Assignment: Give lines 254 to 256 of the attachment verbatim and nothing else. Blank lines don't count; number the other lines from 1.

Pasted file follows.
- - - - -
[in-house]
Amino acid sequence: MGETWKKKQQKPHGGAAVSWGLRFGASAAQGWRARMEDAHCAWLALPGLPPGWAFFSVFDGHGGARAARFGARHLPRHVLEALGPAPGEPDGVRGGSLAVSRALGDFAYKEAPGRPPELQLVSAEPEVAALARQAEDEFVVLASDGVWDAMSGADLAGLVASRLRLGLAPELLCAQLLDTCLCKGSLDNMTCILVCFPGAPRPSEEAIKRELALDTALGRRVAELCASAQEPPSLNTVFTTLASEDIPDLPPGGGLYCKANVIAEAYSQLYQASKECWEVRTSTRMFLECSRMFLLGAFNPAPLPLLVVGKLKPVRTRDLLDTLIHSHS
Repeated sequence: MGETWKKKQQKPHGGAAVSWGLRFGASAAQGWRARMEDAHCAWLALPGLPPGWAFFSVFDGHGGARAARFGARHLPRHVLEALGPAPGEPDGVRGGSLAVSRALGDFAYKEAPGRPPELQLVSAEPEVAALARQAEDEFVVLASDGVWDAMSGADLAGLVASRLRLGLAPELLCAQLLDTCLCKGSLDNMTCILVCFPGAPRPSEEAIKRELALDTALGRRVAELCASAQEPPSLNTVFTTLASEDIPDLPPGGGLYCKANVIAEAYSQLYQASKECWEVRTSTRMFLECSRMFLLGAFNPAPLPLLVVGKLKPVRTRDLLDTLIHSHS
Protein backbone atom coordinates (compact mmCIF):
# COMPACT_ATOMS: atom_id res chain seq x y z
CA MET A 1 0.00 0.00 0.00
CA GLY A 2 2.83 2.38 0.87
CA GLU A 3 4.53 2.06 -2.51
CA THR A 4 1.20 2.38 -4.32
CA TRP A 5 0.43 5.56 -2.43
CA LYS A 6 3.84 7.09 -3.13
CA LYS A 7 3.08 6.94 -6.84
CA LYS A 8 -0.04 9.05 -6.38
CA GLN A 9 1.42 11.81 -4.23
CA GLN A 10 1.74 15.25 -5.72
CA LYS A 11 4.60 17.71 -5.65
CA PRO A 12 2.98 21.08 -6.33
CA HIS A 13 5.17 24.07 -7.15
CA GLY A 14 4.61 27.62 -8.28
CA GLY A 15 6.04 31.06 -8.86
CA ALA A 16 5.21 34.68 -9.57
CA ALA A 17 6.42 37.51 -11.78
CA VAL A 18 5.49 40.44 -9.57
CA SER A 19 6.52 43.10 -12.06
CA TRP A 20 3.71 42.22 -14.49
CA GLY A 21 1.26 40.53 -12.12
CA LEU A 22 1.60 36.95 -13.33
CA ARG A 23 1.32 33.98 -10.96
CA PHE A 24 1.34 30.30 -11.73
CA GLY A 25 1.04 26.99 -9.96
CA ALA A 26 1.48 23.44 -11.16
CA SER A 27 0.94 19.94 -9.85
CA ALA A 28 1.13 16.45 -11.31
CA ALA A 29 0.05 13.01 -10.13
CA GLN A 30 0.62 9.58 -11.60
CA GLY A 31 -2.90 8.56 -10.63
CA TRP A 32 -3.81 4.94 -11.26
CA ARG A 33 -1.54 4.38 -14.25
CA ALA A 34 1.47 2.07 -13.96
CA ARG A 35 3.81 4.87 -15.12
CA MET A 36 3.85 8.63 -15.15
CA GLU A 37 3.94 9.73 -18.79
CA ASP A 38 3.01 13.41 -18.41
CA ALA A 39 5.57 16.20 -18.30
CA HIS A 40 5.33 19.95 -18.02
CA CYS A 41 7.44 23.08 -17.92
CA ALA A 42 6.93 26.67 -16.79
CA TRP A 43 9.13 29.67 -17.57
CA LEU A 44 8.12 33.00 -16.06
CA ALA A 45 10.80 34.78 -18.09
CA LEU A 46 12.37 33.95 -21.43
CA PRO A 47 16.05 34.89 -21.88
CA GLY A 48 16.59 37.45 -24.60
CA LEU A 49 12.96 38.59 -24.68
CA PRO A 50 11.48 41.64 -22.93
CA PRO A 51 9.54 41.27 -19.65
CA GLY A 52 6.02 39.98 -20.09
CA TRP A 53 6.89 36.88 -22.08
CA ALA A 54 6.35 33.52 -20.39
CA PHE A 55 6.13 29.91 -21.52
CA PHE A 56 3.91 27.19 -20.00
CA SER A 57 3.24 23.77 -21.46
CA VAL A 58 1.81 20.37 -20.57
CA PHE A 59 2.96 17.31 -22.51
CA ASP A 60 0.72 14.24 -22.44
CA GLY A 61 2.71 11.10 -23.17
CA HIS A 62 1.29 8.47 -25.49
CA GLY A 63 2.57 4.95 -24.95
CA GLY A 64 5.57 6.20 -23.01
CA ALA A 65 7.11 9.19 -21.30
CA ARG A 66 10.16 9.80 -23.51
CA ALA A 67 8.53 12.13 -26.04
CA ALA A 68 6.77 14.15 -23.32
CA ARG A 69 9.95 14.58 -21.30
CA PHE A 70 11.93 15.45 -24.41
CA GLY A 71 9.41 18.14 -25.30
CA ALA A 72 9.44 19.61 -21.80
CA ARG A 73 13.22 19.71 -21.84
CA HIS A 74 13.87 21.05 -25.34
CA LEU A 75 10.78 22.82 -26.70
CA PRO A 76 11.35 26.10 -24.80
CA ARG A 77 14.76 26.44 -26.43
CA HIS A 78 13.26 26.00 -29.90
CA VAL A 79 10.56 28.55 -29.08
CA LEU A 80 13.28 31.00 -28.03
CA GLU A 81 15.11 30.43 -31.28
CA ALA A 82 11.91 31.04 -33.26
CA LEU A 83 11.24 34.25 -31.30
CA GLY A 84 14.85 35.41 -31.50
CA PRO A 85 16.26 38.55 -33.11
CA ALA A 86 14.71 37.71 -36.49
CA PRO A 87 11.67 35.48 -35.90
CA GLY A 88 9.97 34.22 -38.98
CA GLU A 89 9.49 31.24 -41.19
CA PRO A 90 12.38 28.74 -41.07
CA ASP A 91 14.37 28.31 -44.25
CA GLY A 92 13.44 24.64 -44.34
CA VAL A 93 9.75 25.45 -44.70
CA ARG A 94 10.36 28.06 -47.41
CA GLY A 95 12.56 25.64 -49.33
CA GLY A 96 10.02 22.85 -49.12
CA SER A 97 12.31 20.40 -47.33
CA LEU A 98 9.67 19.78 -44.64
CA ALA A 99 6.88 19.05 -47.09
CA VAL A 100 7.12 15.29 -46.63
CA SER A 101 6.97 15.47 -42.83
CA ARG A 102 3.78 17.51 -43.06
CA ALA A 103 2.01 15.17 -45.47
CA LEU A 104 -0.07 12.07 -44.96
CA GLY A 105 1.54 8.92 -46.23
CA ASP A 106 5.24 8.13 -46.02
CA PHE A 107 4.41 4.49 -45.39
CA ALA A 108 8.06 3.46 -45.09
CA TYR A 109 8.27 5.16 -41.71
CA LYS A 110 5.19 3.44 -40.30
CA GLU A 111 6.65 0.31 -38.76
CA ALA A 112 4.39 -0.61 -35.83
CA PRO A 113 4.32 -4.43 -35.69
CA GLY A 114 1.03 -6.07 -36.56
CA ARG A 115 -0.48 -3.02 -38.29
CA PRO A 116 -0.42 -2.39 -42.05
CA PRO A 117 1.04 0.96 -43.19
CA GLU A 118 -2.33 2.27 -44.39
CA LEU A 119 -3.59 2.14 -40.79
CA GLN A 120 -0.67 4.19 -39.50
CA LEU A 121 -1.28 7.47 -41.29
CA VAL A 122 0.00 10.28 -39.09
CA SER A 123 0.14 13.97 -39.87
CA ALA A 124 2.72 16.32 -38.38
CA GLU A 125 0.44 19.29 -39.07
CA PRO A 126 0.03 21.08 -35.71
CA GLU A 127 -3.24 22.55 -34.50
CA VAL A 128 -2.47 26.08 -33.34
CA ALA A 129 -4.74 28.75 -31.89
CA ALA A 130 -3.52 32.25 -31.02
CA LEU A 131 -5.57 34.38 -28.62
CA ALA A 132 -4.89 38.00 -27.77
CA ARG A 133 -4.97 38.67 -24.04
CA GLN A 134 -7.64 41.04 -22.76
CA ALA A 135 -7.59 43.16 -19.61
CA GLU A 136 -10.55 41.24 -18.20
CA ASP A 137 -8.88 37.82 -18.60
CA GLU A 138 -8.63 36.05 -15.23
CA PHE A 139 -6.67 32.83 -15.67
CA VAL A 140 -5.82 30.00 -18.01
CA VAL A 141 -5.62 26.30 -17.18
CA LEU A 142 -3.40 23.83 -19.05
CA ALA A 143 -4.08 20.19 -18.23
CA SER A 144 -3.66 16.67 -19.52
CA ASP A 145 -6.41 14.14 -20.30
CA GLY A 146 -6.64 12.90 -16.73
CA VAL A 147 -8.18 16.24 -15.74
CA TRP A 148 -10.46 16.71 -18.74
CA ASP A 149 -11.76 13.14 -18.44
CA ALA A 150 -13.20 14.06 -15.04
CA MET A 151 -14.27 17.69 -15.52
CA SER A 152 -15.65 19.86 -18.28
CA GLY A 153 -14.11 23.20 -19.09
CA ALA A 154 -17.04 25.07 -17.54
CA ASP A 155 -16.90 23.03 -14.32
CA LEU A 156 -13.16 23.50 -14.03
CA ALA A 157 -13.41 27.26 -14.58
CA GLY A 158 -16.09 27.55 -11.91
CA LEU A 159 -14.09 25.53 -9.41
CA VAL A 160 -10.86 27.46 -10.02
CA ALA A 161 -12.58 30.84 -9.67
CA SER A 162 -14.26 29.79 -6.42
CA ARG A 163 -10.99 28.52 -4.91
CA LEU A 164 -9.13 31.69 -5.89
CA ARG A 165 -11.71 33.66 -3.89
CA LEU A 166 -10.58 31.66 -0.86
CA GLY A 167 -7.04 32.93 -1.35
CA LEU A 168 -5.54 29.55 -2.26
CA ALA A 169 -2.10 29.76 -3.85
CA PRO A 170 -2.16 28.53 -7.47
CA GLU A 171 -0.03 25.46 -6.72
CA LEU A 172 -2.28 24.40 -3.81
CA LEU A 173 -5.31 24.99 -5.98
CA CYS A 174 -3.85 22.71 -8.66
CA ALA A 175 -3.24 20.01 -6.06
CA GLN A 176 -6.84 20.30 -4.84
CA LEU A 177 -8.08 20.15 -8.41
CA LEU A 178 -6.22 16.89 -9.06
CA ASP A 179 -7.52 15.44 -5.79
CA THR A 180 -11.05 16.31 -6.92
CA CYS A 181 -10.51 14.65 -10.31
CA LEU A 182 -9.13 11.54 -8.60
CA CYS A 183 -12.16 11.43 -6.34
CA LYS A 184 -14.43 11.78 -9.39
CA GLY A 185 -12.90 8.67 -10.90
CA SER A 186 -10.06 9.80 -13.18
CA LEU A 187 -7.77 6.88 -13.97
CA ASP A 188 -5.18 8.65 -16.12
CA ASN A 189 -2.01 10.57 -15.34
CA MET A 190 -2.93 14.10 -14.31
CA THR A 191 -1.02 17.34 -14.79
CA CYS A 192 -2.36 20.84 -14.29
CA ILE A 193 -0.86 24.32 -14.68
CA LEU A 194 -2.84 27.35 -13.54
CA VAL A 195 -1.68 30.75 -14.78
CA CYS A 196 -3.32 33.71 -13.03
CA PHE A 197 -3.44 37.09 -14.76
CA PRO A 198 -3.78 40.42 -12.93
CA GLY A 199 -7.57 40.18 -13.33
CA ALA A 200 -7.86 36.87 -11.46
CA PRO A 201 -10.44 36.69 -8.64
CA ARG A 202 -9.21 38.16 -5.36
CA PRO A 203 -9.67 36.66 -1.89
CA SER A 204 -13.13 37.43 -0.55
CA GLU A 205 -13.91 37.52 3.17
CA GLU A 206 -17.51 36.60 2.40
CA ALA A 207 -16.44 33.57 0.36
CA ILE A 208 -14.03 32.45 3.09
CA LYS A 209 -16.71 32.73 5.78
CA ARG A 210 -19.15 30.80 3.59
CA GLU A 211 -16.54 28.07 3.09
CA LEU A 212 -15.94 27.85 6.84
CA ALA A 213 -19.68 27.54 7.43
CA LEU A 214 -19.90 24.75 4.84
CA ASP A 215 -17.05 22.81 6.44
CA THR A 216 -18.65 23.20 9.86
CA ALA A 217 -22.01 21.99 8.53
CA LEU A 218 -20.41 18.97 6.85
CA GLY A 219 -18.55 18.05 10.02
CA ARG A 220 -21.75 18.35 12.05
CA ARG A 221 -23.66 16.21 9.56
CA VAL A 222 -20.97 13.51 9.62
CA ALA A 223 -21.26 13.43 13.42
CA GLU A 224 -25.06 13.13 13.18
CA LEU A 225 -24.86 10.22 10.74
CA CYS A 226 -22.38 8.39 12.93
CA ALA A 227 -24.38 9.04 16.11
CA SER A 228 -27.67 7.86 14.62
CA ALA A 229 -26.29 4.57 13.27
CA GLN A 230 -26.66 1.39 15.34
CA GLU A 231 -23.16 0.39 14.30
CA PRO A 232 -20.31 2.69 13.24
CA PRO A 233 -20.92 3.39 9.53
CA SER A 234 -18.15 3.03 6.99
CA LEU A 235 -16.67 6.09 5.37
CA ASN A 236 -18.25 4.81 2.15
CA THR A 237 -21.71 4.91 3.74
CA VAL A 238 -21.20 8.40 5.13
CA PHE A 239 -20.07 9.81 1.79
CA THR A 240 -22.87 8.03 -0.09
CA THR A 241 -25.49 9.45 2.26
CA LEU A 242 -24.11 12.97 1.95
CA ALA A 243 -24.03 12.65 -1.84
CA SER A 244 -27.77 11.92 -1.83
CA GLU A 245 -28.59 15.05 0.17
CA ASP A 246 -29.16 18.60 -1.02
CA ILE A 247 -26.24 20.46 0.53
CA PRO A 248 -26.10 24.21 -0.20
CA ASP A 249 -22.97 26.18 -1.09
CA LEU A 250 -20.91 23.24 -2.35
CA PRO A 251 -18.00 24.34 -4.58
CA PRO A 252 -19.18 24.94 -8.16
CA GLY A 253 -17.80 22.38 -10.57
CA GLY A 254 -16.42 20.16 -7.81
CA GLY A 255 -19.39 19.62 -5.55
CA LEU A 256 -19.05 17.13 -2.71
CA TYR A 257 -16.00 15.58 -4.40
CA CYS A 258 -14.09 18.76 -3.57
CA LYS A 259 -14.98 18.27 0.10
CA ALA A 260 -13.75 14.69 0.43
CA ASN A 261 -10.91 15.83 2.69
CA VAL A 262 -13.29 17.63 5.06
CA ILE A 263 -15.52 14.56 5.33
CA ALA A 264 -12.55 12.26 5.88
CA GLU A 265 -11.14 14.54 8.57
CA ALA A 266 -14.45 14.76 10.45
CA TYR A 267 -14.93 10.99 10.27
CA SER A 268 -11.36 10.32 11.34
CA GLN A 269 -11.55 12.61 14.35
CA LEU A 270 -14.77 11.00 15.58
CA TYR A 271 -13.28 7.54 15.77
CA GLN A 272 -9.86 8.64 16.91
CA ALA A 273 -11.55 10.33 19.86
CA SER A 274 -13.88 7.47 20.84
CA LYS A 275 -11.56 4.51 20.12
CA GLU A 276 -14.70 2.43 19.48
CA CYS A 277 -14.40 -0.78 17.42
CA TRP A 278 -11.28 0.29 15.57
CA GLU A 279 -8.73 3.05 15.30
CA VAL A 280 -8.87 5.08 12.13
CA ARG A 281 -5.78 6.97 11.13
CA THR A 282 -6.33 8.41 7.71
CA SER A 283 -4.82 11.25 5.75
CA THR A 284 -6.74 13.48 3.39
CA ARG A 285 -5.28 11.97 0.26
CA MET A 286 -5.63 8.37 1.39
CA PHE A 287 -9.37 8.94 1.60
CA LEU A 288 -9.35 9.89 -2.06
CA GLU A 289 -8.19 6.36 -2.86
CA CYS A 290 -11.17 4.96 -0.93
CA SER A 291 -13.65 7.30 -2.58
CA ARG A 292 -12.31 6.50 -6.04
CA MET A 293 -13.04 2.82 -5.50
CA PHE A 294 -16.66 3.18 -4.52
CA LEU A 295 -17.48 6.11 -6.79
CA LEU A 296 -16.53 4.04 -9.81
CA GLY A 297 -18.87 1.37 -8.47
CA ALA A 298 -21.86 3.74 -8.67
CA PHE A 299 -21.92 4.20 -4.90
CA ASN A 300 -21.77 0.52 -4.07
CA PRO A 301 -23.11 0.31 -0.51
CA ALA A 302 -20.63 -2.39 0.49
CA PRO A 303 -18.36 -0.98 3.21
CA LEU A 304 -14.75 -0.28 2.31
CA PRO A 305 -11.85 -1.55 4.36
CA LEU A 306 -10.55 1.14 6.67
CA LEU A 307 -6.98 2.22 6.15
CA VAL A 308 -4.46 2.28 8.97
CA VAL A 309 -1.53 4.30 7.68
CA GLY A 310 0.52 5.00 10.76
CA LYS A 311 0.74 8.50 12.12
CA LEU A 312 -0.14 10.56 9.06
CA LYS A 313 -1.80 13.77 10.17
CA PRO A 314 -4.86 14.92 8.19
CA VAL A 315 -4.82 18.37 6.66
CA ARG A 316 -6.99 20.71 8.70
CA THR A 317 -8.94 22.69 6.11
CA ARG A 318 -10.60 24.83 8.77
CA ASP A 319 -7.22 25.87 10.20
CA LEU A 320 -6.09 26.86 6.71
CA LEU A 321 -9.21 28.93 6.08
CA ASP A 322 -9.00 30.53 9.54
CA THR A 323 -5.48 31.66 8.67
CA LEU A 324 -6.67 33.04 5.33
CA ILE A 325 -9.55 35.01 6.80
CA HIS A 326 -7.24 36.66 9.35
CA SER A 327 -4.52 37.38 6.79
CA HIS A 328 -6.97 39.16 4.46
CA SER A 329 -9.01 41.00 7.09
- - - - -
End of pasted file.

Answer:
CA ASP A 249 -22.97 26.18 -1.09
CA LEU A 250 -20.91 23.24 -2.35
CA PRO A 251 -18.00 24.34 -4.58